An animated comedy of mixed messaging, thin humor and indifferent entertainment value, “Ron’s Gone Wrong” still has every chance of winning younger viewers over with its heart. That depends on how much affection kids can summon up for a cute robot.
The animation’s striking — in that pristine, plasticized CGI state-of-the-art way. But after a promising opening act, it never came together for me, never gelled into essential viewing or anything more than cinematic baby sitting.
The story is a sentimental mash-up of “Diary of a Wimpy Kid,” “Short Circuit,” “E.T.” and “Wall-E” centered around a middle school lad with no friends surrounded by kids with robot friends, the latest innovation from an Apple knockoff called Bubble.
Its hip young co-founder (voiced by Justice Smith) wants to “give the world a new best friend,” a rolling pinto bean called a Bubble Bot, or “B*Bot.” It works on “my friendship algorithm,” Marc claims. You turn it on, it logs into “The Bubble Network” and B*Bot “learns everything about you” and becomes the “best friend” that shares your interests, with all sorts of game, media sharing and cosplay possibilities.
His unhip partner Andrew (Rob Delaney) is older and a LOT more cynical.
“Think of all the DATA we can harvest!”
All young Barney (Jack Dylan Grazer) knows is that every other kid in Nonsuch Middle School has one. And he’s the most friendless of them all — teacher-takes-pity-on-him friendless.
But his Old World grandma (Oscar winner Olivia Colman) and widowed “novelty toy” entrepreneur Dad (Ed Helms) haven’t noticed how he craves a digital friend. When he comes home from school, too shy to pass out invitations to a family-hosted birthday party, they get a clue. But a trip to the Bubble store is a no go.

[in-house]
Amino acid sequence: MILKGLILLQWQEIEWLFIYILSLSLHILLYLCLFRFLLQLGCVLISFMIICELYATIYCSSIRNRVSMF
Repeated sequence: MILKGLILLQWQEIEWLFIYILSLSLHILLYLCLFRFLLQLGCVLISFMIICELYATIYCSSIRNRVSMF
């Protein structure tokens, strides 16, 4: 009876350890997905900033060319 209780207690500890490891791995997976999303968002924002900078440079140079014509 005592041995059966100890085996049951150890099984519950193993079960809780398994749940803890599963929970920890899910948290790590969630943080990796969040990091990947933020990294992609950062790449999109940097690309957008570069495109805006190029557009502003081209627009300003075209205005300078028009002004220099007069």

“Three month VAIT?” Donka (Granny) fumes. “Vat IZZ ziss? Stalinest RUSSIA?”
But they score a “fell off a truck” B*Bot, and Barney is elated. Until the thing won’t boot up. Until it seems to have no capacity to do anything they’re designed to do — learn, mimic, entertain and befriend.
Until it slowly trots though its limited-bandwidth collection of possible names for the kid who is supposed to be his new friend, and settles on “Absalom.”
Barney fumes, dismisses, gripes about “taking him back” to the store.
But when the B*Bot, whom he eventually calls “Ron” (voiced by Zach Galifianakis) after the first three letters of his serial number, shows both a vulnerable need-to-study-to-learn side, and a glitchy tendency to assault kids who pick on Barney, the boy warms to his bot and becomes protective, even when Ron’s brand of mayhem and missteps get the attention of Bubble, which knows a defective product lawsuit when it sees one.
A couple of things stand out in this screenplay. Barney and pretty much all the kids that interact with him are little more than the most superficial of character sketches, with nary a hint of interior lives.
The rough edges are rubbed off of everyone. Even the “bullying” here is softcore.
And the “moral” of the story is a marvel of “have it both ways” sermonizing. Kids falling for this “latest thing” “fad” are missing out on real human interaction and getting out of doors and out in the world. Bad. But B*Bot is supposed to use its data mining to help kids find other kids with similar interests — gaming, “Star Wars,” music, etc.
“I am for friends,” Ron announces, his double-meaning Prime Directive.
So, B*Bots are good?
“Ron’s Gone Wrong” doesn’t find many laughs, although parents and older viewers may get a chuckle out of the sound effects of his boot-up. We hear a dial-up modem for the first time in nearly 20 years. The selfie gags and self-involved/digitally-addicted kids bits are inoffensively played-out in nature.
But to its credit, start-up production house Locksmith and the production team which includes “Arthur Christmas” cowriters, and a co-director from that film as well as a couple of first-time directors, ensure that “Ron” always errs on the side of “sweet.”
Where Ron goes wrong is in the hunt for laughs, with even the slapstick mostly pretty tame stuff. Where “Ron” goes right is in its compassion, a digitally animated cartoon about a robot that truly only hits its sweet spot in the finale.
Rating: PG, some rude material, thematic elements and language
Cast: The voices of Zach Galfianakis, Jack Dylan Grazer, Olivia Colman, Ed Helms and Justice Smith
Credits: Directed by Sarah Smith, Jean-Philippe Vine and Octavio E. Rodriguez, scripted Peter Baynham and Sarah Smith. A Locksmith Animation/20th Century Studios release.
Running time: 1:45